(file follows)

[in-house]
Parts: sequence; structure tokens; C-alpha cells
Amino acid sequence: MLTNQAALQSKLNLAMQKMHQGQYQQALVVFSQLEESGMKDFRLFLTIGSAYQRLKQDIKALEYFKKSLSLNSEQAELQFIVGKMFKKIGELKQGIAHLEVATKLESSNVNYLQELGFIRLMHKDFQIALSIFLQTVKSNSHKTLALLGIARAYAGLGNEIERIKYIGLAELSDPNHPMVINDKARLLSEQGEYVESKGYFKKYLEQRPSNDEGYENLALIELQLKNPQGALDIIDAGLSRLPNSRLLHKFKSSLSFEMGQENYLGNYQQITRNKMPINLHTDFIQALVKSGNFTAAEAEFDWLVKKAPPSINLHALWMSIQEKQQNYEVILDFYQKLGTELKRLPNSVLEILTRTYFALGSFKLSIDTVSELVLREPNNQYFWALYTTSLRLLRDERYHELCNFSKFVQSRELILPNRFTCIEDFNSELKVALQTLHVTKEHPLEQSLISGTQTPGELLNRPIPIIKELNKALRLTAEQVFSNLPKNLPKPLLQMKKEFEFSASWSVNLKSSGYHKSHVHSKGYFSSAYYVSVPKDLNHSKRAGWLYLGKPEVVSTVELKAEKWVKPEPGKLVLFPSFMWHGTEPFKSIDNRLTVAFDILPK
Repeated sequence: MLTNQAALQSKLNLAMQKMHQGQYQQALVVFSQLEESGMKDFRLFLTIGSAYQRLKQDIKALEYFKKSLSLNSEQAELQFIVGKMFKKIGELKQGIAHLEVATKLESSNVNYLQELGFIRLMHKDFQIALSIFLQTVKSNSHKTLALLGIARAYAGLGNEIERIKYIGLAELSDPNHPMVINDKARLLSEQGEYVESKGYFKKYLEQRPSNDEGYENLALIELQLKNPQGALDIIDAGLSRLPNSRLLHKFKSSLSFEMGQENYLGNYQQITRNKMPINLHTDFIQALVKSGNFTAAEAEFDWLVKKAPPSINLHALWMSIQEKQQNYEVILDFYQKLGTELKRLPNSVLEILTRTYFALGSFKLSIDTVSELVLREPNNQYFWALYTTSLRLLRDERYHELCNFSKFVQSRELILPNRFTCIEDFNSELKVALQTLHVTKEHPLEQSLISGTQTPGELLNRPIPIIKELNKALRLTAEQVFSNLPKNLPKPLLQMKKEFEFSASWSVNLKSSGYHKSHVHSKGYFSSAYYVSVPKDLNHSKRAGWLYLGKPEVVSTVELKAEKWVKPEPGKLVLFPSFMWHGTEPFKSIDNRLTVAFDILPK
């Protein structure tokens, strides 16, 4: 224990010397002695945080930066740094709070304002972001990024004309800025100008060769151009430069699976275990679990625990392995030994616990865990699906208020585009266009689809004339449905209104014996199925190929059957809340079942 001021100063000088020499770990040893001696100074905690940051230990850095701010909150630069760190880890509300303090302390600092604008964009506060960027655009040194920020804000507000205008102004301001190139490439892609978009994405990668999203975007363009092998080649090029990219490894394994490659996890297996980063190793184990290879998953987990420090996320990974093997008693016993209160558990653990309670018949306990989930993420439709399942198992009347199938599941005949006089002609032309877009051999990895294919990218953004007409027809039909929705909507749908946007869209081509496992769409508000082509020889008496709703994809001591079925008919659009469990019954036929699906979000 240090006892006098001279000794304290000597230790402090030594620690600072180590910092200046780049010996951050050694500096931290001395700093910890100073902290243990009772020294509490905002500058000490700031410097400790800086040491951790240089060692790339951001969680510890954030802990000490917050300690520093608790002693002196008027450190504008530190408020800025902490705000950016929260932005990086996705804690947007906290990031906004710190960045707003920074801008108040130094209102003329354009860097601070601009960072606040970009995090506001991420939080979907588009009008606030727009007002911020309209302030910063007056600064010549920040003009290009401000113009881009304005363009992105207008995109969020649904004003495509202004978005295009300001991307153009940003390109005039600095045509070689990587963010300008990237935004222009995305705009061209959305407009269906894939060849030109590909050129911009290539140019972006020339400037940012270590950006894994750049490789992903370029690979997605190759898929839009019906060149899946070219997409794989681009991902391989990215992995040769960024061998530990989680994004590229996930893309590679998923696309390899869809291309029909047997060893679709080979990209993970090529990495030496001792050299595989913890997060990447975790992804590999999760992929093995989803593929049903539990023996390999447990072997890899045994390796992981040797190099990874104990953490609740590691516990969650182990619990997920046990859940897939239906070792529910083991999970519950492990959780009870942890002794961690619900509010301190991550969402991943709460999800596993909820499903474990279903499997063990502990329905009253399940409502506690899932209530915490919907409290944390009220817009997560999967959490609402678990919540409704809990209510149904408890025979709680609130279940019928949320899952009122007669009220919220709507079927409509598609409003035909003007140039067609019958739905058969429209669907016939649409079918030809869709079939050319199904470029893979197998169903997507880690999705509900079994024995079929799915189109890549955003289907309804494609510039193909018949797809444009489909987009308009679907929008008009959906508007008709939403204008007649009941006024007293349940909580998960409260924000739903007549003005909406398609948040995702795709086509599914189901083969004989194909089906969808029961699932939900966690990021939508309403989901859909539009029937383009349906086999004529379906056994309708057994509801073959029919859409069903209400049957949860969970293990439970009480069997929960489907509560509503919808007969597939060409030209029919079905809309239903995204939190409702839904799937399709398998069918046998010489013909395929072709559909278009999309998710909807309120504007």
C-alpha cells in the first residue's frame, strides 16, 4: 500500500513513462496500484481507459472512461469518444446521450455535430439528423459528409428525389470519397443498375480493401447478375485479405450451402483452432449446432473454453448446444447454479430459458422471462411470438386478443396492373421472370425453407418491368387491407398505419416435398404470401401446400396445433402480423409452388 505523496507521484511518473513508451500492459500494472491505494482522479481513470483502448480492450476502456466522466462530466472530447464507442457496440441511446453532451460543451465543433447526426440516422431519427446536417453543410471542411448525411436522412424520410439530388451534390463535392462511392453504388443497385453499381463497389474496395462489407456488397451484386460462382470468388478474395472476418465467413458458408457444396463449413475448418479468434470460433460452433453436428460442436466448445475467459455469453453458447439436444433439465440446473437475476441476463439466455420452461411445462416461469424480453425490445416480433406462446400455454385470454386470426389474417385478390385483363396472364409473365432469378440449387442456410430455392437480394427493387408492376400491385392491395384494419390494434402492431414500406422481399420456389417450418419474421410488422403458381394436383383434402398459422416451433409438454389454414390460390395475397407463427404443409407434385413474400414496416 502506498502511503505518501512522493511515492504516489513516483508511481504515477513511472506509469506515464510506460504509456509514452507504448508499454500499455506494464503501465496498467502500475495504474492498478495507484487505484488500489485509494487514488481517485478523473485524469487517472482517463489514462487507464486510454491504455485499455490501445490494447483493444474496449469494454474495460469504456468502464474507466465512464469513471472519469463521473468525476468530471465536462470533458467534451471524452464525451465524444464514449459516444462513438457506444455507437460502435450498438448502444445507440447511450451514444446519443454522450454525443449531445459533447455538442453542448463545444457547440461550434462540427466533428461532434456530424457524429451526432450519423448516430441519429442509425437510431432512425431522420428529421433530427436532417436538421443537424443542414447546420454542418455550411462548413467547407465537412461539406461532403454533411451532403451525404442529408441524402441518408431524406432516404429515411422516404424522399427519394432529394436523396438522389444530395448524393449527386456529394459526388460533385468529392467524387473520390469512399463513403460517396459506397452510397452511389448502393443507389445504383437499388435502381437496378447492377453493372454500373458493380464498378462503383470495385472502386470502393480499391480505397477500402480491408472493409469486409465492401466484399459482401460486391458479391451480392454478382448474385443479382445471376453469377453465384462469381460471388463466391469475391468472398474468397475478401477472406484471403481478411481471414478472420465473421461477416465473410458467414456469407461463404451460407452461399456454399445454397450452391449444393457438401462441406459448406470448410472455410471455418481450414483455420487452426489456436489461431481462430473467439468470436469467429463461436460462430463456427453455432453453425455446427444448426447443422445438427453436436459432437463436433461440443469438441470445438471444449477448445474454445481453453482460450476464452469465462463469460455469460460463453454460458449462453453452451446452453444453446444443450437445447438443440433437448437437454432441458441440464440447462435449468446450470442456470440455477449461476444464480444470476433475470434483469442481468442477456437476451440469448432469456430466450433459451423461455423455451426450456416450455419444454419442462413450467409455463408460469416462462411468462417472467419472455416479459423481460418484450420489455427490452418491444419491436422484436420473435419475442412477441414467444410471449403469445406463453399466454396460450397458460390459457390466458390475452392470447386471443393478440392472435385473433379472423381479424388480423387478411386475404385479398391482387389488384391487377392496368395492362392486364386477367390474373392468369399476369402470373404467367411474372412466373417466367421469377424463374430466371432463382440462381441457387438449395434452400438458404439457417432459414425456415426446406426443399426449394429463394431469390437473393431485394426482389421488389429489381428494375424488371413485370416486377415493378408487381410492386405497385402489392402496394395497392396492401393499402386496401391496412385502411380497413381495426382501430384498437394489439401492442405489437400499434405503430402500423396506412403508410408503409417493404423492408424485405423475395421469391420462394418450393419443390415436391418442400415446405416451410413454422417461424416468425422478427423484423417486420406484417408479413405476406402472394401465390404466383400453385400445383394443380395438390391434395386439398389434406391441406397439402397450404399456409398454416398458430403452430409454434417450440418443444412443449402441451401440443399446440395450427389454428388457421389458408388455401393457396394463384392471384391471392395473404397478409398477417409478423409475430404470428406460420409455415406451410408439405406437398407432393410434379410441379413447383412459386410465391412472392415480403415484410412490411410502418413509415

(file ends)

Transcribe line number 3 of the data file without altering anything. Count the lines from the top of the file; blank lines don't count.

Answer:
Amino acid sequence: MLTNQAALQSKLNLAMQKMHQGQYQQALVVFSQLEESGMKDFRLFLTIGSAYQRLKQDIKALEYFKKSLSLNSEQAELQFIVGKMFKKIGELKQGIAHLEVATKLESSNVNYLQELGFIRLMHKDFQIALSIFLQTVKSNSHKTLALLGIARAYAGLGNEIERIKYIGLAELSDPNHPMVINDKARLLSEQGEYVESKGYFKKYLEQRPSNDEGYENLALIELQLKNPQGALDIIDAGLSRLPNSRLLHKFKSSLSFEMGQENYLGNYQQITRNKMPINLHTDFIQALVKSGNFTAAEAEFDWLVKKAPPSINLHALWMSIQEKQQNYEVILDFYQKLGTELKRLPNSVLEILTRTYFALGSFKLSIDTVSELVLREPNNQYFWALYTTSLRLLRDERYHELCNFSKFVQSRELILPNRFTCIEDFNSELKVALQTLHVTKEHPLEQSLISGTQTPGELLNRPIPIIKELNKALRLTAEQVFSNLPKNLPKPLLQMKKEFEFSASWSVNLKSSGYHKSHVHSKGYFSSAYYVSVPKDLNHSKRAGWLYLGKPEVVSTVELKAEKWVKPEPGKLVLFPSFMWHGTEPFKSIDNRLTVAFDILPK